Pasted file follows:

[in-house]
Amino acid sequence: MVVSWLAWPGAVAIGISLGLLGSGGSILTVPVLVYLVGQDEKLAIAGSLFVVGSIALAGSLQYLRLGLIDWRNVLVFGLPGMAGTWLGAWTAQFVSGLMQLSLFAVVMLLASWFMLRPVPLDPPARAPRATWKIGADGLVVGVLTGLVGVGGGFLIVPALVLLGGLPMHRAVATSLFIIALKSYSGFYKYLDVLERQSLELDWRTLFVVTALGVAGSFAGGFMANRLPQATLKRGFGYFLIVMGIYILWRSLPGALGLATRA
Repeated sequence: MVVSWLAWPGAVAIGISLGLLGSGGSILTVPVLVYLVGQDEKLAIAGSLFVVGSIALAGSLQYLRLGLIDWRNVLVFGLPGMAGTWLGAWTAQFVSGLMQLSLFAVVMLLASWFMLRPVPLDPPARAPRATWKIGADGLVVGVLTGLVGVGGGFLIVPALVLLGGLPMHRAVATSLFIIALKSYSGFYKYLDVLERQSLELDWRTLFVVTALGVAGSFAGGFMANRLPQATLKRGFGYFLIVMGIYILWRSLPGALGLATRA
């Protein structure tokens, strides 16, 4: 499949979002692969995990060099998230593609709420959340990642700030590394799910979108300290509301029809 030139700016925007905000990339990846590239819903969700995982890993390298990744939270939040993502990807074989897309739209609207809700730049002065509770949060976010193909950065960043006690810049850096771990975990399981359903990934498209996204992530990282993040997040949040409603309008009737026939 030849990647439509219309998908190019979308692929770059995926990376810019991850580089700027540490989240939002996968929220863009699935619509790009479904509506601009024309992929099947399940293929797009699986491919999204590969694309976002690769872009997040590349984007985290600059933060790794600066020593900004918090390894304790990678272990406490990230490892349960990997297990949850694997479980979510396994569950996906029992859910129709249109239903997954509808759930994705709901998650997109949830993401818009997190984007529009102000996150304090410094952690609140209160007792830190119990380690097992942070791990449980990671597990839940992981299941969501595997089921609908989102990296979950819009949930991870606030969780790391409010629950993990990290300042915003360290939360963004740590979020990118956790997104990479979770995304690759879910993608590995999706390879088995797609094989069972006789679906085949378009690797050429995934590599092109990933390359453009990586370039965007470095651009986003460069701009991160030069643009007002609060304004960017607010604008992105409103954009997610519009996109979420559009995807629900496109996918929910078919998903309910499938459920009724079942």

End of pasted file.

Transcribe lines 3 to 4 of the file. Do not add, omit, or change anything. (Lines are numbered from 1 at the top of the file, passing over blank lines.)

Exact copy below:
Repeated sequence: MVVSWLAWPGAVAIGISLGLLGSGGSILTVPVLVYLVGQDEKLAIAGSLFVVGSIALAGSLQYLRLGLIDWRNVLVFGLPGMAGTWLGAWTAQFVSGLMQLSLFAVVMLLASWFMLRPVPLDPPARAPRATWKIGADGLVVGVLTGLVGVGGGFLIVPALVLLGGLPMHRAVATSLFIIALKSYSGFYKYLDVLERQSLELDWRTLFVVTALGVAGSFAGGFMANRLPQATLKRGFGYFLIVMGIYILWRSLPGALGLATRA
């Protein structure tokens, strides 16, 4: 499949979002692969995990060099998230593609709420959340990642700030590394799910979108300290509301029809 030139700016925007905000990339990846590239819903969700995982890993390298990744939270939040993502990807074989897309739209609207809700730049002065509770949060976010193909950065960043006690810049850096771990975990399981359903990934498209996204992530990282993040997040949040409603309008009737026939 030849990647439509219309998908190019979308692929770059995926990376810019991850580089700027540490989240939002996968929220863009699935619509790009479904509506601009024309992929099947399940293929797009699986491919999204590969694309976002690769872009997040590349984007985290600059933060790794600066020593900004918090390894304790990678272990406490990230490892349960990997297990949850694997479980979510396994569950996906029992859910129709249109239903997954509808759930994705709901998650997109949830993401818009997190984007529009102000996150304090410094952690609140209160007792830190119990380690097992942070791990449980990671597990839940992981299941969501595997089921609908989102990296979950819009949930991870606030969780790391409010629950993990990290300042915003360290939360963004740590979020990118956790997104990479979770995304690759879910993608590995999706390879088995797609094989069972006789679906085949378009690797050429995934590599092109990933390359453009990586370039965007470095651009986003460069701009991160030069643009007002609060304004960017607010604008992105409103954009997610519009996109979420559009995807629900496109996918929910078919998903309910499938459920009724079942």